“To catch an assassin, use an assassin…
Girton Club-foot, apprentice to the land’s best assassin, still has much to learn about the art of taking lives. But his latest mission tasks him and his master with a far more difficult challenge: to save a life. Someone, or many someones, is trying to kill the heir to the throne, and it is up to Girton and his master to uncover the traitor and prevent the prince’s murder.
In a kingdom on the brink of civil war and a castle thick with lies Girton finds friends he never expected, responsibilities he never wanted, and a conspiracy that could destroy an entire kingdom.”
Age of Assassins is one of those novels that I’ve had sitting on my shelf for a long time and glanced at longingly while I worked on my request list. This month I finally picked it up and I’m so happy that I did! A handwritten sign in my local bookstore compared it favorably to Robin Hobb’s Farseer Trilogy, which I was curious about – having read it I can see why, as on the surface they do share a fair bit in common. Both are first person PoV coming of age stories of a young assassin-in-training, thrown into a world of courtly intrigue featuring a spoiled heir and a fearsomely ambitious Queen pulling the strings. However, the two authors have rather different approaches to the subject and I can safely say that Age of Assassins is very much its own thing, and a thoroughly bloody excellent thing at that. Where Hobb’s tale is very much a traditional epic fantasy, Barker’s story is far more focused on subterfuge and mystery.
Girton is a sympathetic protagonist – he is a diligent student; obedient, loyal, and extremely grateful to his master, who has pulled him from a life of slavery (or worse). In turn, Merela is a highly skilled assassin and yet she brims with compassion and understanding for her young ward. Their chemistry and mutual respect is one of the great strengths of the novel, and reminds me very much of a similar relationship in John Gwynne’s A Time of Dread, one of my favorites from earlier this year. Girton is given room to learn and grow, make mistakes and even act out, safe in the knowledge that his guardian’s love is unconditional. Their shared regard is also their greatest vulnerability, and it’s moving to read the blurring of their master/student, parent/child relationship. Girton has a great deal of agency; he has opportunities to make his own decisions about his future, and later, to reflect on the mistakes he has made. Most heart-wrenching is watching him long for the life he didn’t (or couldn’t) choose, that of a normal boy. All in all, he is a thoughtful and sensitive young man who undergoes setbacks and challenges without falling into the trap of being unbearably self-absorbed (often an issue with teen protagonists – not unrealistic necessarily, but not often fun to read, either). He also has a disability, as his name suggests – this is handled well in that it is not what defines Girton; rather, it is a part of him and accepted as such. It is not presented as something to feel sorry for him over, nor is it something intended to make him ‘inspirational’ to able-bodied readers. It is simply a part of his story, something that is occasionally a hindrance to him and at times, useful to his undercover persona.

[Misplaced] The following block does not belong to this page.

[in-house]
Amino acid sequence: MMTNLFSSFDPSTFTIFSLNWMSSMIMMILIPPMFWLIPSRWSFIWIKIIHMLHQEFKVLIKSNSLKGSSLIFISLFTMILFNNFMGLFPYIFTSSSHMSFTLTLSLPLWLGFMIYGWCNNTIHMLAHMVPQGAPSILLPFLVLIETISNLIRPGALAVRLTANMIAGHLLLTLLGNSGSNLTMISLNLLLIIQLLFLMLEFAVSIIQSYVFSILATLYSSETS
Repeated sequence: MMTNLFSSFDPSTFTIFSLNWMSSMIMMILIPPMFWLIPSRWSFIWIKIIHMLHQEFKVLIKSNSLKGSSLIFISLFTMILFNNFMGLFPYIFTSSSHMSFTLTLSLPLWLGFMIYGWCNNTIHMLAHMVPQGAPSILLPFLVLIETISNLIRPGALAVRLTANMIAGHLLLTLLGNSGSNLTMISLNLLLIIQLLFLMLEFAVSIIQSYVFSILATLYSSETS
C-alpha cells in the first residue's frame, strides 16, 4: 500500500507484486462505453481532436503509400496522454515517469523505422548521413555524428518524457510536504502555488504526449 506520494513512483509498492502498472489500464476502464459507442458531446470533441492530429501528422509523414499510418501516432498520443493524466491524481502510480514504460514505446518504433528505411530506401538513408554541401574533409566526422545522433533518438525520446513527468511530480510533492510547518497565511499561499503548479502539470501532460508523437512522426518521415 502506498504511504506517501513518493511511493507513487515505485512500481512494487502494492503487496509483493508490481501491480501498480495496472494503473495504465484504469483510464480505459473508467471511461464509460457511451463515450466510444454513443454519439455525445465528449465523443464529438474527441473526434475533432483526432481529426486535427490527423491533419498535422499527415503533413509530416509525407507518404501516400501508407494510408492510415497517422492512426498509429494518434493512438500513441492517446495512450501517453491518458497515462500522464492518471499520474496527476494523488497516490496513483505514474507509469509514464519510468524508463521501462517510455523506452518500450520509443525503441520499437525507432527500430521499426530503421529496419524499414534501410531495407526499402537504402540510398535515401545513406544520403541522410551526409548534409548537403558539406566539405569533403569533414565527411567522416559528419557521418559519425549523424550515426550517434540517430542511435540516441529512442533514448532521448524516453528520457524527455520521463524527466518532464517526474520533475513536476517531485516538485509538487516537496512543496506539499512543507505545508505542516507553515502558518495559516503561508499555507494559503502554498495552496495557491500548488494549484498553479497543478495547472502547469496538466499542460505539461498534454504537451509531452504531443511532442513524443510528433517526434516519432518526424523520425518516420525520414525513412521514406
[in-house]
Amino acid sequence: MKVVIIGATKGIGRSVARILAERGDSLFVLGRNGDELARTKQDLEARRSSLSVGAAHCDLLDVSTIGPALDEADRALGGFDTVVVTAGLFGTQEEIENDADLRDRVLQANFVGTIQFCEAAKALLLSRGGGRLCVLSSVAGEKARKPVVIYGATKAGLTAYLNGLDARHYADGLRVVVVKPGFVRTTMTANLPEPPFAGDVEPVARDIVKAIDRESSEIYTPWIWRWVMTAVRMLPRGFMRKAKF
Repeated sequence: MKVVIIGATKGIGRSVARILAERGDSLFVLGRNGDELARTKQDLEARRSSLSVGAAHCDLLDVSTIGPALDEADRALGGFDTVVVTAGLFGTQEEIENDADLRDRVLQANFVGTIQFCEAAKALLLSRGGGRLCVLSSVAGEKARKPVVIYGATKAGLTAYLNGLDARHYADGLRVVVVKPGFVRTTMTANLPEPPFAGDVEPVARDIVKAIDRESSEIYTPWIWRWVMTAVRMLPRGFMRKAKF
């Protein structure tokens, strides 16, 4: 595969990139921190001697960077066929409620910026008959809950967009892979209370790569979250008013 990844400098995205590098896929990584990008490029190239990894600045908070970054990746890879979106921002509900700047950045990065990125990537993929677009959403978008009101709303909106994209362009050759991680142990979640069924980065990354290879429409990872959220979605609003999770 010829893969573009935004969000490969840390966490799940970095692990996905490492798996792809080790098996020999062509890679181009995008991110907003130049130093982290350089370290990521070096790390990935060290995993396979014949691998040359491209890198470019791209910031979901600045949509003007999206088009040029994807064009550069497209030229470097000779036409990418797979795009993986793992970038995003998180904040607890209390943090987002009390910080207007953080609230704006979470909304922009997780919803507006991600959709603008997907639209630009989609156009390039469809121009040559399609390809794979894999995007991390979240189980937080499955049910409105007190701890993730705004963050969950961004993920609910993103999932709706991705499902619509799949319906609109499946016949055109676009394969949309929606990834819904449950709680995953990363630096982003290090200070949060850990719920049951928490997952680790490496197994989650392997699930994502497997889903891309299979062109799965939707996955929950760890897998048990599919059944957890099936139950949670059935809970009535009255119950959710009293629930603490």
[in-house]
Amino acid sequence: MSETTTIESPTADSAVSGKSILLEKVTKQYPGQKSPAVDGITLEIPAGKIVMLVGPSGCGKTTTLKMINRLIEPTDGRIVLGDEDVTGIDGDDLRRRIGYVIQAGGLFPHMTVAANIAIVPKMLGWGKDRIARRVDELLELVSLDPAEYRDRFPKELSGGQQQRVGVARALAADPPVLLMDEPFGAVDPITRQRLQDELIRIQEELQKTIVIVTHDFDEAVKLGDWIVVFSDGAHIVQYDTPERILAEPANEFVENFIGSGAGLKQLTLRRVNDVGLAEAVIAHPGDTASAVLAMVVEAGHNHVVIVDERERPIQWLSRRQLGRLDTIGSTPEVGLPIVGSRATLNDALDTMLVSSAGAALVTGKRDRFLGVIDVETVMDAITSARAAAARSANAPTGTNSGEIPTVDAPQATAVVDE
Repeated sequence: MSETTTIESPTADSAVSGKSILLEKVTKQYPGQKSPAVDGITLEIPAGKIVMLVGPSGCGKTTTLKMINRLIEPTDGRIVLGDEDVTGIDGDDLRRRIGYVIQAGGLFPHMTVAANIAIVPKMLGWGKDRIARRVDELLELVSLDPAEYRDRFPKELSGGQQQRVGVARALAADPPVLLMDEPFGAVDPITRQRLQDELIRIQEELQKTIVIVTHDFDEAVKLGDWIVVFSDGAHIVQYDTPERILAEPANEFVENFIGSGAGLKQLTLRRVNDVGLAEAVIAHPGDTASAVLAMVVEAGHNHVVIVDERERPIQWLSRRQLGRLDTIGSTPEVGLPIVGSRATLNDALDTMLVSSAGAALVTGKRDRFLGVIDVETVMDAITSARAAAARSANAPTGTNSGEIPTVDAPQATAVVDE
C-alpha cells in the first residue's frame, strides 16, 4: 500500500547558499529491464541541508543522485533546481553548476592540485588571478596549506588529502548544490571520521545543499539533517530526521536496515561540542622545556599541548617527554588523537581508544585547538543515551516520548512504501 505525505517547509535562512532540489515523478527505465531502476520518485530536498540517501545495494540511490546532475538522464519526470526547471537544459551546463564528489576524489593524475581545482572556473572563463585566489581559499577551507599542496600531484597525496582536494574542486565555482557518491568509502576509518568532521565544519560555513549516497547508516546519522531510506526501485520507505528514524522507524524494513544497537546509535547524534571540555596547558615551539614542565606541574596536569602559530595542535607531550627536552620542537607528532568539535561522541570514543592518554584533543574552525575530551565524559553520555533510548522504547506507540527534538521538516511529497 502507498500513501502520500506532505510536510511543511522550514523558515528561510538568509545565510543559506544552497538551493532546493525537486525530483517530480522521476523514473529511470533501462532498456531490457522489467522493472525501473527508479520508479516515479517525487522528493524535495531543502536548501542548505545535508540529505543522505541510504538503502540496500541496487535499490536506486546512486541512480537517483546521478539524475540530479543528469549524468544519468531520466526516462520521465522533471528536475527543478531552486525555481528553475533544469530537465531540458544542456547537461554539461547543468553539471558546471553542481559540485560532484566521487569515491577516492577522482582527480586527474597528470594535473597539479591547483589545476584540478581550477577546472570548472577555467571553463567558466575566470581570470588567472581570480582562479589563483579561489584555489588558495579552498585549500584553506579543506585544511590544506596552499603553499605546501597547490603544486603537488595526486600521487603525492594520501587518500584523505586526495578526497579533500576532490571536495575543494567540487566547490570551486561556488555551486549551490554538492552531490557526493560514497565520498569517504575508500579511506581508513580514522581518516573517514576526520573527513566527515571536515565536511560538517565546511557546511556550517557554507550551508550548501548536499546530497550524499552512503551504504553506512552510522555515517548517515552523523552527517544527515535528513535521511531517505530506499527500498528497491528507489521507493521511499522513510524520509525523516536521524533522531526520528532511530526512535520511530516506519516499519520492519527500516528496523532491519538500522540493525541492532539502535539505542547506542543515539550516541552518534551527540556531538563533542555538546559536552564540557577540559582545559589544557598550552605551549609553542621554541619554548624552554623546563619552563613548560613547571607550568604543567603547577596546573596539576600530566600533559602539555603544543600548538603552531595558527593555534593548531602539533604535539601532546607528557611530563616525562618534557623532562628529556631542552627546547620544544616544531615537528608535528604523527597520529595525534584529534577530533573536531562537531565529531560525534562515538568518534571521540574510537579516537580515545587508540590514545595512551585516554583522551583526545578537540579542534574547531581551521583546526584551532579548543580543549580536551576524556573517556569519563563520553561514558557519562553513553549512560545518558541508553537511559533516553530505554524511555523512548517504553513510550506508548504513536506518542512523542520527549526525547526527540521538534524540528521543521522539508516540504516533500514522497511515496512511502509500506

The main thrust of the plot lies with our ambitious Queen Adran. Believing that someone wishes to murder her son, she hires Merela to investigate. Merela and Girton must go undercover and blend in with life at Castle Maniyadoc – Merela takes on the identity of Death’s Jester, and Girton joins the ranks of the Squires, which throws him directly into the path of Adran’s spoiled and generally loathsome son. There is an established hierarchy amongst the noble squires, and Girton struggles to find acceptance; indeed, there are a number of events suggesting that someone has it in for him. This is where the plot really kicks into high gear, as the cast of characters opens up and the ‘whodunnit’ aspect of the story takes over. There are so many characters with credible motivations it’s staggering to read. At no point did I feel like I had a clear handle on it, and where normally I pick up on these cues, this time around when the final reveal took place all I could do was laugh. It was all there and I genuinely didn’t spot it. I even kicked myself because once it was revealed I could see exactly where it had been foreshadowed. Bravo, RJ.
The setting is fully realized without being over explained. I think we were given just the right amount of information to be tantalizing, with plenty of room for future entries in the series to flesh out the world. Everything from the antlered mounts and dead gods to the Tired Lands versus the Sour Lands was intriguing and a little bit horrifying – a solid glimpse into the culture of an unforgiving world, where magic is outlawed and considered an abomination which must be repaid with blood, lest the land be drained of life. It is a cruel setting that is at times pretty grim, with a caste system, a deep fear of those who wield magic, and an inherent sense of injustice. The prose flows beautifully, and the glimpses of the past we are given via dream sequences work very well. Barker uses some common tropes, but I think he brings enough originality to the table that I find myself with little to complain about. In short, it was a deeply enjoyable novel and the minute I publish this review I’ll be purchasing a copy of Blood of Assassins without a second thought. Highly recommended.
Bingo Squares 2018
- Reviewed on r/Fantasy
- Protag is an Artist (Death’s Jester)
- Fewer than 2500 GR ratings